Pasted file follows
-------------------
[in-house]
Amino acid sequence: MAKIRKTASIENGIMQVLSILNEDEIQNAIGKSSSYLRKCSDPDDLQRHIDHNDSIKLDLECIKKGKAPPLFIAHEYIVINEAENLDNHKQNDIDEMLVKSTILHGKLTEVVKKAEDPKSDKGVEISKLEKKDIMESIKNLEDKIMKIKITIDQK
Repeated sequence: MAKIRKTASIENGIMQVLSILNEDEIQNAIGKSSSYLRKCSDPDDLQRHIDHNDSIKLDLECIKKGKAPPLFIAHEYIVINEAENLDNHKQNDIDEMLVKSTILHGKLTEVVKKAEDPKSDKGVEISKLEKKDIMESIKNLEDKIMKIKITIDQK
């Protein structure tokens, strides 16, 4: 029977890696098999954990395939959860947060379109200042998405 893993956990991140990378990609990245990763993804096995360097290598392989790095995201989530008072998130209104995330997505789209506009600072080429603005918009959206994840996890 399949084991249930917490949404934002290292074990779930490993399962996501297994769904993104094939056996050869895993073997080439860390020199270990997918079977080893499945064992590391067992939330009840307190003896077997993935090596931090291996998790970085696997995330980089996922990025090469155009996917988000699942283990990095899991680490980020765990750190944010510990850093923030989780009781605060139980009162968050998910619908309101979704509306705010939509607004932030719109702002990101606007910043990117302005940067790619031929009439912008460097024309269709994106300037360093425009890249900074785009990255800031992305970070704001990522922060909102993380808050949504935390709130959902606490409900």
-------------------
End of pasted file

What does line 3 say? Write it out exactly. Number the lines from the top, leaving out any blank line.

Repeated sequence: MAKIRKTASIENGIMQVLSILNEDEIQNAIGKSSSYLRKCSDPDDLQRHIDHNDSIKLDLECIKKGKAPPLFIAHEYIVINEAENLDNHKQNDIDEMLVKSTILHGKLTEVVKKAEDPKSDKGVEISKLEKKDIMESIKNLEDKIMKIKITIDQK